South of Pico: African American Artists in Los Angeles in the 1960s and 1970s
Kellie Jones, a 2016 recipient of a MacArthur "Genius Grant," is Associate Professor of Art History at Columbia University and the author of several books, including EyeMinded: Living and Writing Contemporary Art, also published by Duke University Press. Jones has curated numerous national and international exhibitions, including Now Dig This! Art and Black Los Angeles, 1960–1980 and Witness: Art and Civil Rights in the Sixties.
Conclusion: Noshun: Black Los Angeles and the Global Imagination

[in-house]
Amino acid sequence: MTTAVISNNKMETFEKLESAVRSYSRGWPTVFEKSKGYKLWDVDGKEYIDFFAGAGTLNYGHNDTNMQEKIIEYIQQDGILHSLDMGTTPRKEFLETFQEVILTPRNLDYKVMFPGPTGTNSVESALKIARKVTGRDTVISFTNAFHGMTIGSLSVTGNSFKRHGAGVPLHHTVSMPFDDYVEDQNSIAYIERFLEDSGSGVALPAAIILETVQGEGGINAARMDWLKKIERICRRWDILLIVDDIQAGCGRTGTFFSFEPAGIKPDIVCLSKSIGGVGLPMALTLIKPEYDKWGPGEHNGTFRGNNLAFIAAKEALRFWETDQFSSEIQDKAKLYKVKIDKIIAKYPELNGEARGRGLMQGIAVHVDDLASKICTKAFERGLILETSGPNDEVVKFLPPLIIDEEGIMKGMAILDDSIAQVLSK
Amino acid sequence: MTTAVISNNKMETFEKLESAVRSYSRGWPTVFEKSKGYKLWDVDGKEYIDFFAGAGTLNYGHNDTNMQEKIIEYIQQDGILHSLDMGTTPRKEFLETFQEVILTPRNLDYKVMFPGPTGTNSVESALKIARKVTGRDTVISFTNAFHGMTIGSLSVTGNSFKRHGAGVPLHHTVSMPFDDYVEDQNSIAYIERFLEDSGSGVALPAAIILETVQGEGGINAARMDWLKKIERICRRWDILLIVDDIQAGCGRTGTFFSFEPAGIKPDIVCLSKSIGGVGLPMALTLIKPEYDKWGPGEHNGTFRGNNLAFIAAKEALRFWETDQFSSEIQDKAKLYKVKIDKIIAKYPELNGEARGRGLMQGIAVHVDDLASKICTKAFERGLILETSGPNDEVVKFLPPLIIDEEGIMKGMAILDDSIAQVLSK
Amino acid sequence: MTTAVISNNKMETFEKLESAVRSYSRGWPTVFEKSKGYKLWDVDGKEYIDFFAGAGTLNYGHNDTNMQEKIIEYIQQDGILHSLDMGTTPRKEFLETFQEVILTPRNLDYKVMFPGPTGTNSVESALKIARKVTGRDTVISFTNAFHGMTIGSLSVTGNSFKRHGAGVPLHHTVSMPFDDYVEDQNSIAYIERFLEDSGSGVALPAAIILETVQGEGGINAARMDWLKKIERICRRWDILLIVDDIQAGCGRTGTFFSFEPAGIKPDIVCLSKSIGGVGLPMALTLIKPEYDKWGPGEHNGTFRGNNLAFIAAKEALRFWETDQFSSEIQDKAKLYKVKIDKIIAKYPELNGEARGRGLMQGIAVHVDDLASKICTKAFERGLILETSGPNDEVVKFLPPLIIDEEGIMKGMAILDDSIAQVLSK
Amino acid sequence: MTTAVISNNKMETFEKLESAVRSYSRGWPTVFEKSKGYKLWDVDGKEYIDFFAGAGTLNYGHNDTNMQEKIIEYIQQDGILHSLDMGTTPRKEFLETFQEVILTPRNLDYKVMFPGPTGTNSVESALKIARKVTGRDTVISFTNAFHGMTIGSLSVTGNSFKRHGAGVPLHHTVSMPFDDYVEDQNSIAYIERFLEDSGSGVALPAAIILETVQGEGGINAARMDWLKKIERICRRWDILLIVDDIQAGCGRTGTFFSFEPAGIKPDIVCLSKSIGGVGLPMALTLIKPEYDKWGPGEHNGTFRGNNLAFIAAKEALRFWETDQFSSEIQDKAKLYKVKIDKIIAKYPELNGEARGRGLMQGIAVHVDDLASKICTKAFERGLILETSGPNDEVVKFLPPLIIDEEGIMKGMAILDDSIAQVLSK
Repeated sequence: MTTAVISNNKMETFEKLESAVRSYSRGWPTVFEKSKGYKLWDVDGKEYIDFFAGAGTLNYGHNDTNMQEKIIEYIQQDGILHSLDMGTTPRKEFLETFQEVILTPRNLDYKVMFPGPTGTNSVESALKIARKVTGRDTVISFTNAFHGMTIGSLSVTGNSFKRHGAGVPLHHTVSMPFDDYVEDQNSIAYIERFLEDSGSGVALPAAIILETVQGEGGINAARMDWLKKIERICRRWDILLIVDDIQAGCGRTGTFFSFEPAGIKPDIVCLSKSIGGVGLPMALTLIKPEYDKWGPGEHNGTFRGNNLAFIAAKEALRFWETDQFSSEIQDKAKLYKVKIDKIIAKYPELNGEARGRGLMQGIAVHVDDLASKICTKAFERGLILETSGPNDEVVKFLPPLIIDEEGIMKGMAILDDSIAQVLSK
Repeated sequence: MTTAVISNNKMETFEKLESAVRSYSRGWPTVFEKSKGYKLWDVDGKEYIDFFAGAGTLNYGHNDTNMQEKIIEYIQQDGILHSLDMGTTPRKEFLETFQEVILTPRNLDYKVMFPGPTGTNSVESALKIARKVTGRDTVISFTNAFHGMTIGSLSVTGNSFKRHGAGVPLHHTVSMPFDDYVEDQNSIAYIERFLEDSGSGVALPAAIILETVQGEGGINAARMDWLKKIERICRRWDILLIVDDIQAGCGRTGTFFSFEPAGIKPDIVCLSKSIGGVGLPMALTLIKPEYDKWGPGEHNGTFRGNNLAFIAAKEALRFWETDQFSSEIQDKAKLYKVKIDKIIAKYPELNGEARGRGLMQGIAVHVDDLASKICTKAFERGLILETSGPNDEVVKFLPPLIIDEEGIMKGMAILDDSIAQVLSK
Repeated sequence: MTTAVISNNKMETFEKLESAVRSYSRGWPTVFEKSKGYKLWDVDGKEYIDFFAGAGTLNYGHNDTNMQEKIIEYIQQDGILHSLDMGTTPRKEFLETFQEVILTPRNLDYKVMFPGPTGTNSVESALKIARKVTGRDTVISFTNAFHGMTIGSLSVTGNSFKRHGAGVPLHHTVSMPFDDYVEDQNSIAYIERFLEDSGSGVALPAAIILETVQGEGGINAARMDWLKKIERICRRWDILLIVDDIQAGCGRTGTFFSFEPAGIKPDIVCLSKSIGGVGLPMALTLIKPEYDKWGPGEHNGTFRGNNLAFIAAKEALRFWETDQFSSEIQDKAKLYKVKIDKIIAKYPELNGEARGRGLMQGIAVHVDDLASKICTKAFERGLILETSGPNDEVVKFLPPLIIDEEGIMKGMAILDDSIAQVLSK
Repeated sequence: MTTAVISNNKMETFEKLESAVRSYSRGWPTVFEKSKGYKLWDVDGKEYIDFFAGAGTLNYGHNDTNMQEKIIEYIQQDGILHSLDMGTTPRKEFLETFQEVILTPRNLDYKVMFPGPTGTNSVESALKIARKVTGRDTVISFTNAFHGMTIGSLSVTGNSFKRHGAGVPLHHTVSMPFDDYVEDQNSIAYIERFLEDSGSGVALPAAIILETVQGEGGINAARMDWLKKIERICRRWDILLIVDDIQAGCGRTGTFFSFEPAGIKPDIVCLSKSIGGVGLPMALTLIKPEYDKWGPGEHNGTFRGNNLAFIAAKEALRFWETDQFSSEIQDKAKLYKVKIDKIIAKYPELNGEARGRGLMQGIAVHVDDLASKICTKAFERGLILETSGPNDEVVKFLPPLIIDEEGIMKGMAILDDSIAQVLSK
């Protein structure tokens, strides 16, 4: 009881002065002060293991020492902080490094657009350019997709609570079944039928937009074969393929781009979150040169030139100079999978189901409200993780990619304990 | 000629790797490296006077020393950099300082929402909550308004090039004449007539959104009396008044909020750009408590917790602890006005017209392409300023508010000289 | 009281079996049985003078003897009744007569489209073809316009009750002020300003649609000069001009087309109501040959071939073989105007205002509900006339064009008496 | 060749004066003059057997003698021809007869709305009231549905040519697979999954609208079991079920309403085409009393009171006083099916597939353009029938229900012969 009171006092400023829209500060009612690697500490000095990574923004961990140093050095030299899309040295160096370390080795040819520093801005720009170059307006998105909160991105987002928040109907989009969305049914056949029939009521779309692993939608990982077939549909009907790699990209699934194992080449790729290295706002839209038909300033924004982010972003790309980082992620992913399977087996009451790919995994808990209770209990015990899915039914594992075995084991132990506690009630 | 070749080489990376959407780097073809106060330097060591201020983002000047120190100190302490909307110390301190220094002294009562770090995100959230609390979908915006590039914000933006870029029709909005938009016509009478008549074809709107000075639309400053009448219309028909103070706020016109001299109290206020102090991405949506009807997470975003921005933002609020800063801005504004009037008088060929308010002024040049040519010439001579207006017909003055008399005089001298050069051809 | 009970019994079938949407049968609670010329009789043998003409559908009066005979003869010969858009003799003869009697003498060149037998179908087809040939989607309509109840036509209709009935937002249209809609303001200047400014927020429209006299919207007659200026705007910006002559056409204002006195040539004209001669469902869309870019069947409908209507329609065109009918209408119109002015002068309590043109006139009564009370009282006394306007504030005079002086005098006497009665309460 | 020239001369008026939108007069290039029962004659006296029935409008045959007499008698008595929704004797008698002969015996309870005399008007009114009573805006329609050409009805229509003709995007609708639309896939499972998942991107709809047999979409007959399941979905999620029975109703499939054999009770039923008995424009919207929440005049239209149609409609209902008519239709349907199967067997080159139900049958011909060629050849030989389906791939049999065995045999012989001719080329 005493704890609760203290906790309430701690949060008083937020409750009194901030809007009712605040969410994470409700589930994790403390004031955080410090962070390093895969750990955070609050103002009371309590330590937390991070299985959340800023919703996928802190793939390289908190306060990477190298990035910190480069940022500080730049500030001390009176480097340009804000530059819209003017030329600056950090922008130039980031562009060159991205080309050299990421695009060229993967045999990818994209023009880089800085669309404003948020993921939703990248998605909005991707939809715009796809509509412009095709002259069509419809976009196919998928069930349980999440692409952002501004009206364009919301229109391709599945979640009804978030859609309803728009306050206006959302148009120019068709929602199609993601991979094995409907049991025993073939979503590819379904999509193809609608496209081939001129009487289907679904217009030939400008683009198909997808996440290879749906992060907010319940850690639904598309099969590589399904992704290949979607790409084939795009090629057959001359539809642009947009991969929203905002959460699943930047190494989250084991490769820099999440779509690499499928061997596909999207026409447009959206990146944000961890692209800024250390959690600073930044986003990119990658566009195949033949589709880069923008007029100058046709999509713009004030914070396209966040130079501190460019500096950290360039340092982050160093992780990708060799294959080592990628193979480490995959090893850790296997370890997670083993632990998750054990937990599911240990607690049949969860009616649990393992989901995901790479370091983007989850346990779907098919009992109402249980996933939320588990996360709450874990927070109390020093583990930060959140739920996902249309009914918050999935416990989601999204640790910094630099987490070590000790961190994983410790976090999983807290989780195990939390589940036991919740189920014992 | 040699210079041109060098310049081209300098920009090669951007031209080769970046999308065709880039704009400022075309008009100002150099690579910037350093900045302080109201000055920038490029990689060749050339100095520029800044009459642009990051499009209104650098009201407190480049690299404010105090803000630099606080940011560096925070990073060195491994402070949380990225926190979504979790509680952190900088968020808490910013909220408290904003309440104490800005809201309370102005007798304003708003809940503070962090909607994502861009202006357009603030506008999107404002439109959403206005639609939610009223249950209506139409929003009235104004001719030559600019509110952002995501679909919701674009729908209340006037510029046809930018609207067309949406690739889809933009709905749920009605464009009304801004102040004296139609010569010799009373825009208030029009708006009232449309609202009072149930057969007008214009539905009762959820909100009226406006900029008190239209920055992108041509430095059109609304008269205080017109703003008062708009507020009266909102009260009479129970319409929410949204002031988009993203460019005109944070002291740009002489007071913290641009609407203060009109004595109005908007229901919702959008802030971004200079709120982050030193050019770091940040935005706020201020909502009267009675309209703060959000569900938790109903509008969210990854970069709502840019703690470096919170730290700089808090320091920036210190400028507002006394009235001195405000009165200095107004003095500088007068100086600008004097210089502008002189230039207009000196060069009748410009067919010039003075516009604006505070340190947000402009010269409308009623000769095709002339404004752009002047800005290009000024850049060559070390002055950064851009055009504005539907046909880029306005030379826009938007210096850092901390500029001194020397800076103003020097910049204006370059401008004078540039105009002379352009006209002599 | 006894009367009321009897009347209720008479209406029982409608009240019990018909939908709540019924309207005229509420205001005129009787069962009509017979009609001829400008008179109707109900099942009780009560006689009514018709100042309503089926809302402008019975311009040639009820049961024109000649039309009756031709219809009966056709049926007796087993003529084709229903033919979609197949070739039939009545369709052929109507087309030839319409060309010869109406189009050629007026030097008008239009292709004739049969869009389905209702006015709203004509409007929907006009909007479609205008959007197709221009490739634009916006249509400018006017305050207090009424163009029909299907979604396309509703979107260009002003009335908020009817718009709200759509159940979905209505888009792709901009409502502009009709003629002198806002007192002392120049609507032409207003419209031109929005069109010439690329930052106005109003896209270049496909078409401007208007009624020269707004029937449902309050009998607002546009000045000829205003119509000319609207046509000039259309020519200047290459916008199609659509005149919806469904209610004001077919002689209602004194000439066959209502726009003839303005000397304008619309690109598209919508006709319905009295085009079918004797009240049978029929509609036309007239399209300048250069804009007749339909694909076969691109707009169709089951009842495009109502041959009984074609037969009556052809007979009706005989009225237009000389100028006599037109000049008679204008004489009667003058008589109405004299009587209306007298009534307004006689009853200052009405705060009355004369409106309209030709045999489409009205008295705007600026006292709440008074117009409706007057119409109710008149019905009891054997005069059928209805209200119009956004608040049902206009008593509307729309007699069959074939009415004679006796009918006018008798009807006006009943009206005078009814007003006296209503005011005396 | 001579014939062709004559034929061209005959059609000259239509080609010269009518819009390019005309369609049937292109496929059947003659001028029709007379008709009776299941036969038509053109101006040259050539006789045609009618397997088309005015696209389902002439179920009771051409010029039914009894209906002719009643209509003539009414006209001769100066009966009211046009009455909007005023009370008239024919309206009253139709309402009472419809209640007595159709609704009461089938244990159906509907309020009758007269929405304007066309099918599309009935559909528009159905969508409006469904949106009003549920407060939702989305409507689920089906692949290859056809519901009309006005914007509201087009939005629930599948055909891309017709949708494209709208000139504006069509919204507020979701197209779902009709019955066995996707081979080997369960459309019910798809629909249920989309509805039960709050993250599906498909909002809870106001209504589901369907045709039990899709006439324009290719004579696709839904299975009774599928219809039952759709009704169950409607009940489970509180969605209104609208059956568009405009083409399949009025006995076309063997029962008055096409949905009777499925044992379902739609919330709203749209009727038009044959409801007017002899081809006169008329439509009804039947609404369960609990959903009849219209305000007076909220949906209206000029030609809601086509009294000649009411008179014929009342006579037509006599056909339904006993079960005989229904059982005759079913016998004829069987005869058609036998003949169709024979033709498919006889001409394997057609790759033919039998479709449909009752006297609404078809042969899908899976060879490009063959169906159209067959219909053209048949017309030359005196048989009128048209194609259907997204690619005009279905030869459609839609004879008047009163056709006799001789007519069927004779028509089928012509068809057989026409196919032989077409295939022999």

The conclusion takes a brief look at where some of the artists discussed—Noah Purifoy, David Hammons, Senga Nengudi, and others—ended up in the 1980s and beyond. The chapter thinks about how West Coast black practice of the 1960s and 1970s crafted an African diasporic aesthetics. The global concern of these artists laid the groundwork for a wide-ranging multimedia practice that impacted the international art world. The book ends with a look at artist Sanford Biggers, who inherited and expanded ideas his West Coast predecessors engaged in earlier decades.